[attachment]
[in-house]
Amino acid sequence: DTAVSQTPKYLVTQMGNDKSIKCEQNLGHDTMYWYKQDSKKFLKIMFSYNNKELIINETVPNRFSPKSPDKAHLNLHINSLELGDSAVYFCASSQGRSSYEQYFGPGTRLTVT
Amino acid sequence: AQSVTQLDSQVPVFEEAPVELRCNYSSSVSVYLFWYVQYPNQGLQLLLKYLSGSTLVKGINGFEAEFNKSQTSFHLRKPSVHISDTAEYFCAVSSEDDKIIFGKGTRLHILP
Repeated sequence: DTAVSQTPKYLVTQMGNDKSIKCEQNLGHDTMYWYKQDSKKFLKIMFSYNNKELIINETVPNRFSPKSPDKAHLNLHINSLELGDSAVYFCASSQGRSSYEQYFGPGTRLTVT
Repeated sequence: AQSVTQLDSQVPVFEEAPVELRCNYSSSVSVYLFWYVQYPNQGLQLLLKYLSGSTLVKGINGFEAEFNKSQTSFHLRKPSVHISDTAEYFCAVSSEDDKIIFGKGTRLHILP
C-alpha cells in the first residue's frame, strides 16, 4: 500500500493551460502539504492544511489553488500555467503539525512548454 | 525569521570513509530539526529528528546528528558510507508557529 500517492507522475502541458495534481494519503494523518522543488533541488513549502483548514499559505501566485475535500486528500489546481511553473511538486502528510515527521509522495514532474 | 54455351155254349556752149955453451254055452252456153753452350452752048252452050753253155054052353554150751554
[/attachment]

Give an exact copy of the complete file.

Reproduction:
[in-house]
Amino acid sequence: DTAVSQTPKYLVTQMGNDKSIKCEQNLGHDTMYWYKQDSKKFLKIMFSYNNKELIINETVPNRFSPKSPDKAHLNLHINSLELGDSAVYFCASSQGRSSYEQYFGPGTRLTVT
Amino acid sequence: AQSVTQLDSQVPVFEEAPVELRCNYSSSVSVYLFWYVQYPNQGLQLLLKYLSGSTLVKGINGFEAEFNKSQTSFHLRKPSVHISDTAEYFCAVSSEDDKIIFGKGTRLHILP
Repeated sequence: DTAVSQTPKYLVTQMGNDKSIKCEQNLGHDTMYWYKQDSKKFLKIMFSYNNKELIINETVPNRFSPKSPDKAHLNLHINSLELGDSAVYFCASSQGRSSYEQYFGPGTRLTVT
Repeated sequence: AQSVTQLDSQVPVFEEAPVELRCNYSSSVSVYLFWYVQYPNQGLQLLLKYLSGSTLVKGINGFEAEFNKSQTSFHLRKPSVHISDTAEYFCAVSSEDDKIIFGKGTRLHILP
C-alpha cells in the first residue's frame, strides 16, 4: 500500500493551460502539504492544511489553488500555467503539525512548454 | 525569521570513509530539526529528528546528528558510507508557529 500517492507522475502541458495534481494519503494523518522543488533541488513549502483548514499559505501566485475535500486528500489546481511553473511538486502528510515527521509522495514532474 | 54455351155254349556752149955453451254055452252456153753452350452752048252452050753253155054052353554150751554